ChatGpt’s latest Chinese rival is called SenseChat and was developed by SenseTime, a leading artificial intelligence company, which is also joined by Alibaba’s Tongyi Qianwen. But Beijing seems worried by all this progress and is trying to put a stop to it.
To OpenAI’s ChatGpt chatbot, Beijing responds not only with Baidu’s Ernie Bot and the projects of Alibaba and Tencent. But now also with SenseChat from SenseTime, a leading artificial intelligence (AI) company.
After yesterday’s unveiling, the Hong Kong-based company’s shares flew off the stock exchange today, and among its investors are both Alibaba’s holding company and Japan’s Softbank Group Corporation.
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What SenseChat can do
As Bloomberg reports, SenseTime’s CEO Xu Li showed how SenseChat – which is based on a Large Language Models (LLM) called SenseNova – was able to tell a story by answering different questions and help recheck, translate, and write computer code. Starting with not too elaborate questions in English or Chinese.
The CEO went on to say that currently human programmers do about 80 per cent of the work in AI development. But in the future, the situation will be reversed, with AI managing 80 per cent of the effort while humans will take care of the remaining 20 per cent to direct and refine.
SenseNova was described by Xu as ‘a supermarket of large language models’, which partners will be able to connect to in order to continuously update it.
Other SenseTime revelations
But SenseTime, in addition to SenseChat, unveiled a number of new artificial intelligence services developed thanks to the company’s access to vast amounts of data and available computing power.
These include an image-processing tool called Miaohua, literally ‘draw in seconds’. A product capable of modelling the movements of a human being to animate a digital being in a video called Ruying, or ‘like a shadow’. And, finally, a structure modelling service that uses AI rendering to generate 3D buildings.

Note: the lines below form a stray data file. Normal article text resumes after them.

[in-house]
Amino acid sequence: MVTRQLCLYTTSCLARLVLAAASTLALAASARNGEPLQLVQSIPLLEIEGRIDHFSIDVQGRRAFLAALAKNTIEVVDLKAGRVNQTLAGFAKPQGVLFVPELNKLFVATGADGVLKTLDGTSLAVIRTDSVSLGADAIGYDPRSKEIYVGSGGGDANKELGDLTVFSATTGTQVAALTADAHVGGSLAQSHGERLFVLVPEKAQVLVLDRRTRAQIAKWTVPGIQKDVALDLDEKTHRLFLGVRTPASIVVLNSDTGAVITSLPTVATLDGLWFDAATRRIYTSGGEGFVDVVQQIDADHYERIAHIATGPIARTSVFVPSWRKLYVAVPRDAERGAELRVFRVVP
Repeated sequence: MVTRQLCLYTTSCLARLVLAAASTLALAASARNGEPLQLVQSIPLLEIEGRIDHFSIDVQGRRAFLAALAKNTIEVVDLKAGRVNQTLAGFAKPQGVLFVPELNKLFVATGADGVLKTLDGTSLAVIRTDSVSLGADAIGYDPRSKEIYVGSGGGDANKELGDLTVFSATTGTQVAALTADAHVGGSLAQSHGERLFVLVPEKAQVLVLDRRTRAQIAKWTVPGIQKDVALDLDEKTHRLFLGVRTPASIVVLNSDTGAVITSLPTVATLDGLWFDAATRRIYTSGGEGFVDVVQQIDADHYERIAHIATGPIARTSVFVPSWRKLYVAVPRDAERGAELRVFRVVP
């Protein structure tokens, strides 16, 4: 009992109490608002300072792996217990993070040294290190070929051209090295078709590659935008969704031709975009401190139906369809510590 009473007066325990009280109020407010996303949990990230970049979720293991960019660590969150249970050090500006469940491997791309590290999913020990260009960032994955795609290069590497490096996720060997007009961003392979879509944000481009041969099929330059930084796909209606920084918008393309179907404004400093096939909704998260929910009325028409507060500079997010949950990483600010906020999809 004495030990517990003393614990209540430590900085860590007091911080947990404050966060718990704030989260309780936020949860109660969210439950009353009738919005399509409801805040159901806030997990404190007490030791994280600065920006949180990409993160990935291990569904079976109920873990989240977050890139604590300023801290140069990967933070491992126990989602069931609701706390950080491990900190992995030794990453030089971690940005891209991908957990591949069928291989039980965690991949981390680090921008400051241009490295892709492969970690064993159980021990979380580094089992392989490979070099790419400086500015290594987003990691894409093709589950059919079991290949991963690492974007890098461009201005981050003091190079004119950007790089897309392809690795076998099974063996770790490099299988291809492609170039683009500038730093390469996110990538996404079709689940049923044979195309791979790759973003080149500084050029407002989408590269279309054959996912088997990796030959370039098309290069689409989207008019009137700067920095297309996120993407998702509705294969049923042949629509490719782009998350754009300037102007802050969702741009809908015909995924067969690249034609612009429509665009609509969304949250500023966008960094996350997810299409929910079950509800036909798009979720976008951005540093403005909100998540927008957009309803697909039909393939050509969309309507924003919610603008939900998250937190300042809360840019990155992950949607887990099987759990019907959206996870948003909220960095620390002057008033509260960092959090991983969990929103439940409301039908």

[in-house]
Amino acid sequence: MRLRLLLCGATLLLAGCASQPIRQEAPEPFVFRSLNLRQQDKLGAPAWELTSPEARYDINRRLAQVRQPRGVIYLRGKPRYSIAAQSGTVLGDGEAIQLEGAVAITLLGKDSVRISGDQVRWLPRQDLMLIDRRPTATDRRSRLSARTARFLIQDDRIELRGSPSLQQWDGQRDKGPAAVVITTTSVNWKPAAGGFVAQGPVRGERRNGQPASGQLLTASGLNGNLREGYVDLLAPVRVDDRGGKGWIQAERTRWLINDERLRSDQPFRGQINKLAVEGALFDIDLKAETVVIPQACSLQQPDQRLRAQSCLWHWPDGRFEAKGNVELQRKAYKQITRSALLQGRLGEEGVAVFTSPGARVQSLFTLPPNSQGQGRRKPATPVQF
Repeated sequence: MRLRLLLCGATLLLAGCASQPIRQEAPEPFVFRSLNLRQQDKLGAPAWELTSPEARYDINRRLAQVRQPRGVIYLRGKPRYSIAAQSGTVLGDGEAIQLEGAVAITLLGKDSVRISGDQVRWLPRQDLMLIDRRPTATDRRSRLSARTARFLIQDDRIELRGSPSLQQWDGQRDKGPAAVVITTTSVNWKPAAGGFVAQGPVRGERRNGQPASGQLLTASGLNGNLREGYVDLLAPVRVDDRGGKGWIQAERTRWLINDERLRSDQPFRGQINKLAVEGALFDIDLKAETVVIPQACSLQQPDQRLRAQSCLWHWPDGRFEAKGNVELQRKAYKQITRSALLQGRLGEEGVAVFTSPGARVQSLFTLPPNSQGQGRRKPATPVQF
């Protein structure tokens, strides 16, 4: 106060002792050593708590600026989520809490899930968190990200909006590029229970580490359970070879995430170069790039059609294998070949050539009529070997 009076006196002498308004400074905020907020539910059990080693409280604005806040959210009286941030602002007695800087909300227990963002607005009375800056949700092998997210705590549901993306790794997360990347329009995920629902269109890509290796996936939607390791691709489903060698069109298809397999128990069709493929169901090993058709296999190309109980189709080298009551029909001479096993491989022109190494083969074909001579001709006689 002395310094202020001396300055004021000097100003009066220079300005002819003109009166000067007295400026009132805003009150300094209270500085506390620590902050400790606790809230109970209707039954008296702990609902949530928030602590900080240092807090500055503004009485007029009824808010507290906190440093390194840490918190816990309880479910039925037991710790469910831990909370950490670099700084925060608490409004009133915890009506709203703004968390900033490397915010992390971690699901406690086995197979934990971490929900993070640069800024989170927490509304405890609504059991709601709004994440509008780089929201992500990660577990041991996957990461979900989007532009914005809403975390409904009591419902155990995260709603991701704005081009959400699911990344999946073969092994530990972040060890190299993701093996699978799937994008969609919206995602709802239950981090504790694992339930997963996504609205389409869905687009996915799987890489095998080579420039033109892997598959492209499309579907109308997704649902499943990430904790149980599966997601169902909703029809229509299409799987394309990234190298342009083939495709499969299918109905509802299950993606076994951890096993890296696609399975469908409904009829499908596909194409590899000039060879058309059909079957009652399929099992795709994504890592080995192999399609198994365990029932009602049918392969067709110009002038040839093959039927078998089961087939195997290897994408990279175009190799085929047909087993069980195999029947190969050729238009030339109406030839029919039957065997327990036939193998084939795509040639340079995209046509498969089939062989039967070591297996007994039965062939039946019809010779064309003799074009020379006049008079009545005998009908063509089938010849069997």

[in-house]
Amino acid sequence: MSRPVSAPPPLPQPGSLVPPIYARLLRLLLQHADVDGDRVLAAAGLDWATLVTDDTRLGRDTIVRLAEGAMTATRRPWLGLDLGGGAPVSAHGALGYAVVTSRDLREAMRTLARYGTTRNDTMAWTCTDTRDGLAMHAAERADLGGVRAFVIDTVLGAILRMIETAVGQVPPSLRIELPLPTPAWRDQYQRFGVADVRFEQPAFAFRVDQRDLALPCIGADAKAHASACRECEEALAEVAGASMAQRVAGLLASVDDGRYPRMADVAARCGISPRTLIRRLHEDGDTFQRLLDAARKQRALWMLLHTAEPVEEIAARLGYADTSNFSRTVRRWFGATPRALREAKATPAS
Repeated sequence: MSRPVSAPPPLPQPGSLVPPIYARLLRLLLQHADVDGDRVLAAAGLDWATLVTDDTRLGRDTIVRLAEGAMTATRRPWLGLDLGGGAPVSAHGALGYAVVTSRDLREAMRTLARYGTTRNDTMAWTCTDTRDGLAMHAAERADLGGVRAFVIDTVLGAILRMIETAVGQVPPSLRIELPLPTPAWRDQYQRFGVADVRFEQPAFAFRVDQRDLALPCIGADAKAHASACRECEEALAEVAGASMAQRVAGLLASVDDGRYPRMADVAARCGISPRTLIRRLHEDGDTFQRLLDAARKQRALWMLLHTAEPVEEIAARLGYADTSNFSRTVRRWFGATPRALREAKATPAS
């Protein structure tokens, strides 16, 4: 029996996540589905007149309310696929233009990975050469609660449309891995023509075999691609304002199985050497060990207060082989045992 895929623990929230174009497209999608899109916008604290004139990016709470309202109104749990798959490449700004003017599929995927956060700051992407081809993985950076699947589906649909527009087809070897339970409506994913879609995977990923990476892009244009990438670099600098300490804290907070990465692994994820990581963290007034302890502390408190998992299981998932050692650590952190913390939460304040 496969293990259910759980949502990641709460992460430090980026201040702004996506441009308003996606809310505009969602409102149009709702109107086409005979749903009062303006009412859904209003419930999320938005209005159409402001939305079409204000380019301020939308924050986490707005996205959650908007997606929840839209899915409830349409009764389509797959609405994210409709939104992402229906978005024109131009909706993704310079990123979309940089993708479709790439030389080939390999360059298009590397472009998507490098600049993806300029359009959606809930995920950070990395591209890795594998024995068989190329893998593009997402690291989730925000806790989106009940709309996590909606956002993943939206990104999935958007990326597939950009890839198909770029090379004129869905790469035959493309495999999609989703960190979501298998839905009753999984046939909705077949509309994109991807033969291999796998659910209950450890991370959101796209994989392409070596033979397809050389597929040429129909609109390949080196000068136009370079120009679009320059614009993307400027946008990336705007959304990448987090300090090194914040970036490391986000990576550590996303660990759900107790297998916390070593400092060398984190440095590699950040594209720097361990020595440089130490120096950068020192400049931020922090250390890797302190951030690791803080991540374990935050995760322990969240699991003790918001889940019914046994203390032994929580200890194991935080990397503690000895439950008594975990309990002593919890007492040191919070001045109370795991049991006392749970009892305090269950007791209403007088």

The stock market’s reaction
SenseTime shares soared 11% today, Reuters reported. Also celebrating were investors such as Alibaba, whose shares rose 3.8 per cent, and Softbank, which climbed 0.5 per cent.
But benefiting from the progress in AI, notes the Financial Times, were many Chinese companies. While SenseTime’s shares have risen almost 50 per cent since the beginning of the year, those of Baidu have also risen more than 15 per cent.
The war between the US and China
The company, which is nevertheless under US sanctions, did not provide detailed plans for product launches. But said participants will be able to try them out.
Indeed, in 2019, the US placed SenseTime on a commercial blacklist after accusing it of developing facial recognition programmes that facilitate Beijing’s surveillance of Uighurs in the Xinjiang region.
At the time, Reuters recalls, SenseTime had stated that it strongly opposed the US ban. And would work with the relevant authorities to resolve the situation.
Alibaba’s Chatbot and the Chinese regulator’s grip on AI
But even Beijing does not blindly approve of all new technologies, not even those developed at home. The Ft, in fact, says that today the authorities proposed ‘new controls on artificial intelligence chatbots, in an attempt to control the way the country’s tech industry disseminates generative AI models‘.
In fact, just hours after the launch of Tongyi Qianwen, Alibaba’s chatbot unveiled today, China’s internet regulator, the Cyberspace Administration of China (CAC), published a draft of measures that ‘are likely to slow down Alibaba’s launch’. Thus fearing the influence chatbots can have on ‘social mobilisation’.
“Content generated by generative AI,” the CAC wrote, “must embody fundamental socialist values and there must be no content that subverts state power, advocates the overthrow of the socialist system, incites the division of the country or undermines national unity.
For these reasons, the regulator proposed that providers should subject their products to security checks before public release and that a database should be created to register them. Platforms should also verify the identity of users and allow usage to be tracked. Baidu’s Ernie Bot already requires users to provide their name and national identification number.
Moreover, according to the Ft, ‘gains in AI stocks have alarmed China’s regulators and state media, which have repeatedly warned investors against chasing a speculative frenzy’.